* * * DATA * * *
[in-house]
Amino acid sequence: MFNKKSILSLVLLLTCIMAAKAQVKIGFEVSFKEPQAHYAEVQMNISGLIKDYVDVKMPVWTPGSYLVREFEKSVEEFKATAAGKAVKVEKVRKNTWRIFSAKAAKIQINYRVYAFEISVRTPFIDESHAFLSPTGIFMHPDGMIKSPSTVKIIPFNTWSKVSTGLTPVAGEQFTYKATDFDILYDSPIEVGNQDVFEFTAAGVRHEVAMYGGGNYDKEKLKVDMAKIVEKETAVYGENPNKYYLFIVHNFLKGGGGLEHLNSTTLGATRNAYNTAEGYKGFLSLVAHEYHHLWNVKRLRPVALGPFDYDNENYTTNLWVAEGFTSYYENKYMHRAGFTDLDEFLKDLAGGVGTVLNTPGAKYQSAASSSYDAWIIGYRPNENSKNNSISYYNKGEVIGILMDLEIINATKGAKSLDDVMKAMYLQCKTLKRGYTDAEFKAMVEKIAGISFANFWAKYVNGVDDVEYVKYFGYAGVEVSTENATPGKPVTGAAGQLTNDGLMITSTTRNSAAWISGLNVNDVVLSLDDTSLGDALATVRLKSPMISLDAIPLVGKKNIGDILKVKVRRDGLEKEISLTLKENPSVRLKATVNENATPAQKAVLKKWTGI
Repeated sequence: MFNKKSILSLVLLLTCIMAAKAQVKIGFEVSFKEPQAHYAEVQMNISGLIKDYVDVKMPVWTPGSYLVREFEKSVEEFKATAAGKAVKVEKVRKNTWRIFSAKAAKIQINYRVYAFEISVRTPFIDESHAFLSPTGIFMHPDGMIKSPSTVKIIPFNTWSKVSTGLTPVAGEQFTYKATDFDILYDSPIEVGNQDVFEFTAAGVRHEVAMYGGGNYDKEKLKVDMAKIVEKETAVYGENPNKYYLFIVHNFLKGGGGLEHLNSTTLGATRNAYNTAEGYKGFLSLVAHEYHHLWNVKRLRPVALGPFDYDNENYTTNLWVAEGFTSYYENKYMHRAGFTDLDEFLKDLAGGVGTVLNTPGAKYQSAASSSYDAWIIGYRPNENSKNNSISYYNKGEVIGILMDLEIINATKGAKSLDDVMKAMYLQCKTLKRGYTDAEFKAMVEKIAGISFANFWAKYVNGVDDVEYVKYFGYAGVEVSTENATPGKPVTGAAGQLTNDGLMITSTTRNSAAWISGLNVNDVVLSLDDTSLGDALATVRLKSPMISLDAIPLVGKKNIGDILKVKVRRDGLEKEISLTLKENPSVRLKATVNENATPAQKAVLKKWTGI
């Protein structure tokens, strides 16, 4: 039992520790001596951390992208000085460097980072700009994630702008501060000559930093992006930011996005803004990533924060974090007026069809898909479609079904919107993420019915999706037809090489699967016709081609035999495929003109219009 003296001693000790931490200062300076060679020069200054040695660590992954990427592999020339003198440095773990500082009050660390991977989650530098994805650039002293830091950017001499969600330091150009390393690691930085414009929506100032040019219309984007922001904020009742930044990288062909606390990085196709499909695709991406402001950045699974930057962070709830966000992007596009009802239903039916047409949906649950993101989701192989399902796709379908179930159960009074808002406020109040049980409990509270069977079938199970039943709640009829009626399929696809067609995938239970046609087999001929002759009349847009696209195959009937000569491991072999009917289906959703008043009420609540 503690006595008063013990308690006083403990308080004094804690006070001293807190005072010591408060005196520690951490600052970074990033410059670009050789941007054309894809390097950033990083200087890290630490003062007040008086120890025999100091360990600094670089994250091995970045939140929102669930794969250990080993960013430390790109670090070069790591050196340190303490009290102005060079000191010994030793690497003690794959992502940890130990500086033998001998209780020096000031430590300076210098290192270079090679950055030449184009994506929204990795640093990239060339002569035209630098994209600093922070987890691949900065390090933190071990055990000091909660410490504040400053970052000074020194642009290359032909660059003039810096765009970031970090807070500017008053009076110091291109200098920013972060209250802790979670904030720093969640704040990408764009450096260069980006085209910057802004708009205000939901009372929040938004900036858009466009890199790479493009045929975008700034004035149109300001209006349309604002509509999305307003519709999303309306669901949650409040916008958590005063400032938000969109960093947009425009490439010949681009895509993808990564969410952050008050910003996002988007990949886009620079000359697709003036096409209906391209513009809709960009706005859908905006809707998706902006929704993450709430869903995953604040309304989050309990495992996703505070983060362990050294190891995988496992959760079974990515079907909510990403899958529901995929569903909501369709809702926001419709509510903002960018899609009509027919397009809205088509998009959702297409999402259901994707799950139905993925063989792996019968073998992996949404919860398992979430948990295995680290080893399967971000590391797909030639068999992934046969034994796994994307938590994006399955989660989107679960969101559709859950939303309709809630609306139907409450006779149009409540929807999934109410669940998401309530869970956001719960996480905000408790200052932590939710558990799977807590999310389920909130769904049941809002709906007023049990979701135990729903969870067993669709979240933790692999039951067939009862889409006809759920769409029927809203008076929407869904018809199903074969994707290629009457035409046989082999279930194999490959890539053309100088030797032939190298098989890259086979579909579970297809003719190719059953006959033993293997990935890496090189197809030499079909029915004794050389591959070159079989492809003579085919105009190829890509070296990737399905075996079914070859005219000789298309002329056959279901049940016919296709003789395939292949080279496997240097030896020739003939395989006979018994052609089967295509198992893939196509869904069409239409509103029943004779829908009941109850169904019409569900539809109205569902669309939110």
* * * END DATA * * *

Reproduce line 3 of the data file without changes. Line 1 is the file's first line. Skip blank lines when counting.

Repeated sequence: MFNKKSILSLVLLLTCIMAAKAQVKIGFEVSFKEPQAHYAEVQMNISGLIKDYVDVKMPVWTPGSYLVREFEKSVEEFKATAAGKAVKVEKVRKNTWRIFSAKAAKIQINYRVYAFEISVRTPFIDESHAFLSPTGIFMHPDGMIKSPSTVKIIPFNTWSKVSTGLTPVAGEQFTYKATDFDILYDSPIEVGNQDVFEFTAAGVRHEVAMYGGGNYDKEKLKVDMAKIVEKETAVYGENPNKYYLFIVHNFLKGGGGLEHLNSTTLGATRNAYNTAEGYKGFLSLVAHEYHHLWNVKRLRPVALGPFDYDNENYTTNLWVAEGFTSYYENKYMHRAGFTDLDEFLKDLAGGVGTVLNTPGAKYQSAASSSYDAWIIGYRPNENSKNNSISYYNKGEVIGILMDLEIINATKGAKSLDDVMKAMYLQCKTLKRGYTDAEFKAMVEKIAGISFANFWAKYVNGVDDVEYVKYFGYAGVEVSTENATPGKPVTGAAGQLTNDGLMITSTTRNSAAWISGLNVNDVVLSLDDTSLGDALATVRLKSPMISLDAIPLVGKKNIGDILKVKVRRDGLEKEISLTLKENPSVRLKATVNENATPAQKAVLKKWTGI